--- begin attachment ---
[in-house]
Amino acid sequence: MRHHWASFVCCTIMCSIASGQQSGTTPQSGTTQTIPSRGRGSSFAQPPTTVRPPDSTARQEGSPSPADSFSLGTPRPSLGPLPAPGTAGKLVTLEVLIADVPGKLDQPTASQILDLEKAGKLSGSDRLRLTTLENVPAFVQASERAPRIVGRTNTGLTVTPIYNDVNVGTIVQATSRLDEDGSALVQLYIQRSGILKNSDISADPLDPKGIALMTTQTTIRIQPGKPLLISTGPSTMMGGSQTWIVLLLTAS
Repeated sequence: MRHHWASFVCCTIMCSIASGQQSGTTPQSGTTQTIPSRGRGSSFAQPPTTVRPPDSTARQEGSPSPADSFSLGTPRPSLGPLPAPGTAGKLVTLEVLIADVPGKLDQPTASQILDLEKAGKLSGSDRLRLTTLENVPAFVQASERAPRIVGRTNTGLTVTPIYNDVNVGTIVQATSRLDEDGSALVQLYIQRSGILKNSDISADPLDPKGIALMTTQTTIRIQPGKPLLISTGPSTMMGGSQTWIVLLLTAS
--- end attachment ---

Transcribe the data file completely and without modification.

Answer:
[in-house]
Amino acid sequence: MRHHWASFVCCTIMCSIASGQQSGTTPQSGTTQTIPSRGRGSSFAQPPTTVRPPDSTARQEGSPSPADSFSLGTPRPSLGPLPAPGTAGKLVTLEVLIADVPGKLDQPTASQILDLEKAGKLSGSDRLRLTTLENVPAFVQASERAPRIVGRTNTGLTVTPIYNDVNVGTIVQATSRLDEDGSALVQLYIQRSGILKNSDISADPLDPKGIALMTTQTTIRIQPGKPLLISTGPSTMMGGSQTWIVLLLTAS
Repeated sequence: MRHHWASFVCCTIMCSIASGQQSGTTPQSGTTQTIPSRGRGSSFAQPPTTVRPPDSTARQEGSPSPADSFSLGTPRPSLGPLPAPGTAGKLVTLEVLIADVPGKLDQPTASQILDLEKAGKLSGSDRLRLTTLENVPAFVQASERAPRIVGRTNTGLTVTPIYNDVNVGTIVQATSRLDEDGSALVQLYIQRSGILKNSDISADPLDPKGIALMTTQTTIRIQPGKPLLISTGPSTMMGGSQTWIVLLLTAS